Quietly electric 'Eel'

A simple seaside tale by Imamura.

Before the opening titles are done, Takuro Yamashita, a suburban salaryman, has caught his wife in bed with another man, killed her, and turned himself in. The Eel's subject is not crime, but its aftermath and the difficulty of rejoining the web of life when your faith in yourself has been shattered.

The Eel directed by Shohei Imamura

starring Koji Yakusho, Jiro Nakajima

plays November 612 at Varsity

Eight years on, Yamashita emerges from prison, sullen and withdrawn, avoiding all human contact. The only creature to whom he can show any feeling is his pet eel. Why an eel? "He listens to what I say and doesn't say what I don't want to hear," explains Yamashita. How that makes the eel preferable to, say, a black lab, is never clear, but no matter. This beautiful film (the Palme d'Or winner at Cannes) deploys its symbols with simple directness while keeping a pervasive sense of mystery.

Under the supervision of his parole officer, a Buddhist priest (played with great heart by Jiro Nakajima), Yamashita removes to a small and grimy coastal town where he renovates an old barber shop. Business is slow, and he spends most of his time fishing. Then he comes upon the body of a young woman who looks remarkably like his wife. Overcoming a parolee's urge to flee from trouble, he calls for help and ends up saving her from attempted suicide. At the urging of the priest, Yamashita takes the woman on as his assistant. Business at the barber shop takes off as the beautiful Keiko adds what can only be described as a woman's touch, with flowers, clean towels, and freshly baked treats for the customers. Keiko's growing love for Yamashita challenges him to emerge from his embittered isolation, while she, we gradually learn, seeks refuge from a shameful and violent past of her own.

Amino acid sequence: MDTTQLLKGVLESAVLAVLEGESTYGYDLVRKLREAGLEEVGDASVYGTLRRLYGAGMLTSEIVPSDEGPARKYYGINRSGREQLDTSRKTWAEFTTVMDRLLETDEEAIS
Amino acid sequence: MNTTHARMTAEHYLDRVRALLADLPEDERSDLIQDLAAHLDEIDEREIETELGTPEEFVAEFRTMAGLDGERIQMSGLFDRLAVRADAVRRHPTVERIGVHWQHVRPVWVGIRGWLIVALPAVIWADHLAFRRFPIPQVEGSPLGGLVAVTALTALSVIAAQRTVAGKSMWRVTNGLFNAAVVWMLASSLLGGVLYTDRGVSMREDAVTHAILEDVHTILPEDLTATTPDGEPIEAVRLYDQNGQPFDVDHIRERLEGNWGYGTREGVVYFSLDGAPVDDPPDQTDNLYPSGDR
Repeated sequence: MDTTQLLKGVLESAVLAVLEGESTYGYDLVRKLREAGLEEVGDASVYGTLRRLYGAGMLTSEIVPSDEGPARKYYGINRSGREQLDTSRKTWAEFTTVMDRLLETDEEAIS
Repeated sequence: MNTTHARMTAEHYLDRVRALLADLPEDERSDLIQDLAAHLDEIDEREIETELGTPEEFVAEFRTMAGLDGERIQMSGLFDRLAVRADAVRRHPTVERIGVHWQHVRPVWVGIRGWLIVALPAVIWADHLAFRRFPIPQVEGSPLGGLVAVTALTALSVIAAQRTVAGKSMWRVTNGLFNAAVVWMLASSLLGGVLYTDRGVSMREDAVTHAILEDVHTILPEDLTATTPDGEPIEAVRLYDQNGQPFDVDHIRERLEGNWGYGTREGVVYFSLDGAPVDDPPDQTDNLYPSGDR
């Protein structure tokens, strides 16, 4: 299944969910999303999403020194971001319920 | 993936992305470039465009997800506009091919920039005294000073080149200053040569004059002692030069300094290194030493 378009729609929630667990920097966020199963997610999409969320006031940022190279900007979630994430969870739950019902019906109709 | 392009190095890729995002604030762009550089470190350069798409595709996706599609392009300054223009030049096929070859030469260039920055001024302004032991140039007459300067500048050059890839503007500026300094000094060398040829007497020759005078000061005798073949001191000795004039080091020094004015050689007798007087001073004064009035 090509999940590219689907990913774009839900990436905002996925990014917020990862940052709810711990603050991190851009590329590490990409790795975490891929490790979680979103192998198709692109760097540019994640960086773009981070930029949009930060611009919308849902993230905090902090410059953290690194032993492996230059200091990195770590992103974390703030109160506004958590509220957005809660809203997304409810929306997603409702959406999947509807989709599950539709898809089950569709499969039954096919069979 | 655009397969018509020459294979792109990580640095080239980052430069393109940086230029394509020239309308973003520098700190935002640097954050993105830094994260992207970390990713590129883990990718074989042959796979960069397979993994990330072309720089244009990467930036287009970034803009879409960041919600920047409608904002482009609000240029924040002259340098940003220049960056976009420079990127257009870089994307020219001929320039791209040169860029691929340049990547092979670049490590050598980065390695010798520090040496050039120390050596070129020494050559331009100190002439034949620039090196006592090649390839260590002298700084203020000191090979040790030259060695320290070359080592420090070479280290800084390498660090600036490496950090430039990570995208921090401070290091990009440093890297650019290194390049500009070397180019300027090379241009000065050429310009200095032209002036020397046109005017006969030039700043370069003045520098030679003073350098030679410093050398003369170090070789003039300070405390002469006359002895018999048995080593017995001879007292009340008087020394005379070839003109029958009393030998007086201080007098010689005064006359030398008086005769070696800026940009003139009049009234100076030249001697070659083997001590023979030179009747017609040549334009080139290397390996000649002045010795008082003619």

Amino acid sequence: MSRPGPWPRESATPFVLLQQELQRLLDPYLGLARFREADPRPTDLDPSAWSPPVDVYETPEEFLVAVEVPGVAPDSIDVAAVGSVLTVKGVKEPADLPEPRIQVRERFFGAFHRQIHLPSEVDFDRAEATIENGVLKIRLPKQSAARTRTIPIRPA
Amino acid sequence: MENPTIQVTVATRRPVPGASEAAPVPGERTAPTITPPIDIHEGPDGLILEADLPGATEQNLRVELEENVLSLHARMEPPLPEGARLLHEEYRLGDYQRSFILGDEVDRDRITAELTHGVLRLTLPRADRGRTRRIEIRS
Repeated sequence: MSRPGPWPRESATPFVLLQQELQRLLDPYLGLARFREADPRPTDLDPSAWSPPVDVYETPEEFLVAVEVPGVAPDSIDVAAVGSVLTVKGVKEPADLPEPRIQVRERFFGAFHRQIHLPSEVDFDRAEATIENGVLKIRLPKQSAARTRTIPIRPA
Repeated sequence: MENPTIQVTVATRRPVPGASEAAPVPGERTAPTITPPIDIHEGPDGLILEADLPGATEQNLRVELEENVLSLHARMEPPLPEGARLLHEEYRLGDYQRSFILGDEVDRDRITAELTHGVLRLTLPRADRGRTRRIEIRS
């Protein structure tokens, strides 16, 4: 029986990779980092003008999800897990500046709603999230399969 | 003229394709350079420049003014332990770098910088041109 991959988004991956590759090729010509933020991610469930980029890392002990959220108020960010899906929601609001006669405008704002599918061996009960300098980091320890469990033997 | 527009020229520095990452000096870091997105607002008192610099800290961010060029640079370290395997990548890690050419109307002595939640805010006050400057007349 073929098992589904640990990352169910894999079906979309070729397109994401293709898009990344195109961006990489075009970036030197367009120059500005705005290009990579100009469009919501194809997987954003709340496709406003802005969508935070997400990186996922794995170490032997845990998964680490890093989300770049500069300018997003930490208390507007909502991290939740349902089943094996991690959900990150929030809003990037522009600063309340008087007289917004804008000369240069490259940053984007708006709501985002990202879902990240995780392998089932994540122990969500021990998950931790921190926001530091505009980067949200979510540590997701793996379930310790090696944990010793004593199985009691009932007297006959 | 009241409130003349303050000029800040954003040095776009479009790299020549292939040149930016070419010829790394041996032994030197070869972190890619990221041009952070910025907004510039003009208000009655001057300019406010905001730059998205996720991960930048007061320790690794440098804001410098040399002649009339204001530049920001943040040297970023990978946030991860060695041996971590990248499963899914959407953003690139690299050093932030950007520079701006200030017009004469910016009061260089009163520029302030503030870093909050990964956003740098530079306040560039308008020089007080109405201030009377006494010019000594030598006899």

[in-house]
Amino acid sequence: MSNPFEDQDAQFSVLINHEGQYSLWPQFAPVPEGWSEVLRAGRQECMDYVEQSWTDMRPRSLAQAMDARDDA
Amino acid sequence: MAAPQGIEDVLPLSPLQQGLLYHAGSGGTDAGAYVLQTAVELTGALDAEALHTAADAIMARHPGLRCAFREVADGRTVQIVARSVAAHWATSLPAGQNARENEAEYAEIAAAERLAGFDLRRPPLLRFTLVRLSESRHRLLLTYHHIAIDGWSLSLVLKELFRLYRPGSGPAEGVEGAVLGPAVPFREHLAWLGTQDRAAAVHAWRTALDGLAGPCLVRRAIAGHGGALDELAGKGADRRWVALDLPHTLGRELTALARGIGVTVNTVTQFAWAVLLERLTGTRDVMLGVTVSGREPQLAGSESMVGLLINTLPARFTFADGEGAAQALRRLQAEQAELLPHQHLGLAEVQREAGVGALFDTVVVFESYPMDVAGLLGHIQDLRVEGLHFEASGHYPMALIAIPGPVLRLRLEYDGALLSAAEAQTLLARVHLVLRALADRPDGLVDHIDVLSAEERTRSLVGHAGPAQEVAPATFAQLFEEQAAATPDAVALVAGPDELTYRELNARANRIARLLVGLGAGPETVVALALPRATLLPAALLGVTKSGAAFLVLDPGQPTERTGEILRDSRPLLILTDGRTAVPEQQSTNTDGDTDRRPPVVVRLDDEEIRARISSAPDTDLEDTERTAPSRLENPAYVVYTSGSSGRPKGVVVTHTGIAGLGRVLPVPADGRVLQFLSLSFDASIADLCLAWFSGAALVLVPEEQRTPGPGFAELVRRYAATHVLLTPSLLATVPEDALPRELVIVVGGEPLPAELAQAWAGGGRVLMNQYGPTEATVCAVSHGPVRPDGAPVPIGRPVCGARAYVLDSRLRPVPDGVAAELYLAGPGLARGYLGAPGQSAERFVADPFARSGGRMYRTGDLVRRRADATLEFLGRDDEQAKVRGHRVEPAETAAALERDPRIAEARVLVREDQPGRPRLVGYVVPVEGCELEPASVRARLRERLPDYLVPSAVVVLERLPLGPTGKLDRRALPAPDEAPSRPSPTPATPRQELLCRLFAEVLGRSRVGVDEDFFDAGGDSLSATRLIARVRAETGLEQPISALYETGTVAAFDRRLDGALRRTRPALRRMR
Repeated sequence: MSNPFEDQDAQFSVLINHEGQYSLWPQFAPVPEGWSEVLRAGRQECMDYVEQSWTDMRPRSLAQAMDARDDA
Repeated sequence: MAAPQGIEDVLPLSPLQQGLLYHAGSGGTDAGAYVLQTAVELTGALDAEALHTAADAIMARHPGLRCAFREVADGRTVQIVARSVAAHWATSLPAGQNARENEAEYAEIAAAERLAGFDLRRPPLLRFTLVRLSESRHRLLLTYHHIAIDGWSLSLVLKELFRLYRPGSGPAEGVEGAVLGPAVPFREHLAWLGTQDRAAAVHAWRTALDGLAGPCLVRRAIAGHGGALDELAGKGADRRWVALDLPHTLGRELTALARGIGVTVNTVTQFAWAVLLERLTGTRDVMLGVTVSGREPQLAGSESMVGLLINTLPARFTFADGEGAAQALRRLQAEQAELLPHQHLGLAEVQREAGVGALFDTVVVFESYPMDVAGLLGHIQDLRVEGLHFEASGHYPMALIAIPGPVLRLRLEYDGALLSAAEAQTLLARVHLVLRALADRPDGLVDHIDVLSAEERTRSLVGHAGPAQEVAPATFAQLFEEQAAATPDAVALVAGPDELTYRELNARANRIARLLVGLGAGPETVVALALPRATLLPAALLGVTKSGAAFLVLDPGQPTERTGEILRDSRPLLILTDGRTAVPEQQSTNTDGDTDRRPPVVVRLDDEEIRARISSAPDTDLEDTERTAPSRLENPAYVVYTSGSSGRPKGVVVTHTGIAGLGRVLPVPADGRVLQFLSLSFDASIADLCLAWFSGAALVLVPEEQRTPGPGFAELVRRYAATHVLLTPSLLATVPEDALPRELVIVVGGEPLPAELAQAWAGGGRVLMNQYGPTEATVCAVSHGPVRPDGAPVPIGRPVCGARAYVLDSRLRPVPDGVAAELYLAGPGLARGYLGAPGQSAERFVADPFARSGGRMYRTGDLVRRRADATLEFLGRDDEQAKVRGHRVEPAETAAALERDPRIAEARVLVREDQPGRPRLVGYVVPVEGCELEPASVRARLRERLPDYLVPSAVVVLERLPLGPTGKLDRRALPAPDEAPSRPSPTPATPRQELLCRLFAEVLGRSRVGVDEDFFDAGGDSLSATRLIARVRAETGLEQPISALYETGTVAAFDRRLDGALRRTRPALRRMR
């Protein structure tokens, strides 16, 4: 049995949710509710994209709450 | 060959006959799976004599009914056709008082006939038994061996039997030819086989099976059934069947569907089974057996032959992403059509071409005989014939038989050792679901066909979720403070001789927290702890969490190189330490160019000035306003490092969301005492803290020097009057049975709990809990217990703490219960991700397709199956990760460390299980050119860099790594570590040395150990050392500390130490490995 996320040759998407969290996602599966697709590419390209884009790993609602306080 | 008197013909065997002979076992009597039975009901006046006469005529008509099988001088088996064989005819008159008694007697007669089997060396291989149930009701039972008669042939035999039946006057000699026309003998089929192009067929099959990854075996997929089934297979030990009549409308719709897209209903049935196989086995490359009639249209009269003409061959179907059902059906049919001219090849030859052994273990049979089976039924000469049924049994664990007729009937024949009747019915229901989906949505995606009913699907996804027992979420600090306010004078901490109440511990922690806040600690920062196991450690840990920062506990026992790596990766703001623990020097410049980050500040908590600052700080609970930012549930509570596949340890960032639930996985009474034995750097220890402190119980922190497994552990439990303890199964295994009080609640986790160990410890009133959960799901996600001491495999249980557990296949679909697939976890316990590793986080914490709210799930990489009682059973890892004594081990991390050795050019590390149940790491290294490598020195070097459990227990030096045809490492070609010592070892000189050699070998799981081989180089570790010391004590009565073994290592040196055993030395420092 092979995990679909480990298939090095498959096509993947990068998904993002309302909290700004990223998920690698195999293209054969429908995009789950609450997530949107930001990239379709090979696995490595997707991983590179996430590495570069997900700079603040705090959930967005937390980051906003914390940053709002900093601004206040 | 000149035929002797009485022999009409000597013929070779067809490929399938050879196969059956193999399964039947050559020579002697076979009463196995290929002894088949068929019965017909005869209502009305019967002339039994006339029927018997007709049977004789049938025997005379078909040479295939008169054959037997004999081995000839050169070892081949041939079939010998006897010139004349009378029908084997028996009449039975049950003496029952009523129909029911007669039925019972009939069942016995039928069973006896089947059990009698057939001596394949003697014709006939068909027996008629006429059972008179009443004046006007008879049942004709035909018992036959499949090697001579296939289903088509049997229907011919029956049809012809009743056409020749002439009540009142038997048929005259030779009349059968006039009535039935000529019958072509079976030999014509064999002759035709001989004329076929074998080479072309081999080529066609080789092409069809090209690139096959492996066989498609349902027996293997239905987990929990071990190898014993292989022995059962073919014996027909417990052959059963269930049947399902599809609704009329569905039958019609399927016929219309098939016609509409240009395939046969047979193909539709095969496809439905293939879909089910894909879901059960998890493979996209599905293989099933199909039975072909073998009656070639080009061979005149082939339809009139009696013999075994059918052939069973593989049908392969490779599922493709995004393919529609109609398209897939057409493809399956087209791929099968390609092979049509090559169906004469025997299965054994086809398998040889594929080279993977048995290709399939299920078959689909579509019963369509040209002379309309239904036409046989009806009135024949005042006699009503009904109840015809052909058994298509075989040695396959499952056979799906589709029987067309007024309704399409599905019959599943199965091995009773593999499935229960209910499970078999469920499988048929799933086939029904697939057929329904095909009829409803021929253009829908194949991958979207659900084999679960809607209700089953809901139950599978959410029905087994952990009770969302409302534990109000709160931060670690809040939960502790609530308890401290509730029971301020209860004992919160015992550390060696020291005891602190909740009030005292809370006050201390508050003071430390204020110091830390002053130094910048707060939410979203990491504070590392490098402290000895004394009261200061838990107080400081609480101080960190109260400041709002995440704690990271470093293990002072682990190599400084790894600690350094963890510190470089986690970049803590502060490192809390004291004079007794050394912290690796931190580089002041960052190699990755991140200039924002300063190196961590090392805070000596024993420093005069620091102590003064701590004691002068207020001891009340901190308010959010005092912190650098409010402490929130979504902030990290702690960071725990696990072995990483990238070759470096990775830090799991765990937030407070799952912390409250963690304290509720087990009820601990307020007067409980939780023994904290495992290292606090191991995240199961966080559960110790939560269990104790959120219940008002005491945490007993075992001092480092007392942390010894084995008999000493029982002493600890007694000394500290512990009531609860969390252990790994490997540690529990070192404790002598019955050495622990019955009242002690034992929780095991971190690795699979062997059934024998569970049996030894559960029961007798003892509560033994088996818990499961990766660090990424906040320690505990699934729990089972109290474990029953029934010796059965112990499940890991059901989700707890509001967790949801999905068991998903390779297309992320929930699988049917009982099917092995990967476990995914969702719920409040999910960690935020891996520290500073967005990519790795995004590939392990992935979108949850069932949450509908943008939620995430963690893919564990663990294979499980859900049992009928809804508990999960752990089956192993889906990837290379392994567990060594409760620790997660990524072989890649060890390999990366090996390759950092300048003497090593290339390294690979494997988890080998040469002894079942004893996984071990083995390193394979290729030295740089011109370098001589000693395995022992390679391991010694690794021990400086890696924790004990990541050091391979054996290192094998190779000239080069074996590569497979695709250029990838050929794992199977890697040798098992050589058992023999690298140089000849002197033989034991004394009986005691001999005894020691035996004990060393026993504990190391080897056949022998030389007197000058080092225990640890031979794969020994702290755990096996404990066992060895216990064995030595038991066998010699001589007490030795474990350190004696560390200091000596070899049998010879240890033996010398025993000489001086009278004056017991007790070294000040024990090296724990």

Koji Yakusho, of Shall We Dance?, plays Yamashita as a stricken man, not entirely sympathetic, feeling haunted less by remorse than by his lack of it. The eel—self-contained in its needs and selfless in caring for young that may not be its own—embodies a moral purity that the tormented ex-con longs for. He half-hallucinates the appearance of a drunken former inmate, who mocks him for imagining that he will ever leave the past behind.

The film moves with a patience and grace that match the courtesy of the characters—and, like them, it is marked with a barely contained intensity of feeling. Director Shohei Imamura shoots from a respectful distance, making the few true close-ups moments of real revelation. The nondescript seaside landscape provides a bleak beauty that seems to challenge Yamashita not to look there for solace.

The Eel's ending comes in a bit of a rush. Just as its emotional intensity has deepened and the plot has begun to unwind a more complex coil, there is a brisk resolution. A crowded and desultory fight scene is followed by an almost Shakespearean gathering of the town's small cast of players for a party that signals all ends well. However, Imamura resists the pull of an untroubled conclusion, and instead remains faithful to the challenge of Yamashita's fate.

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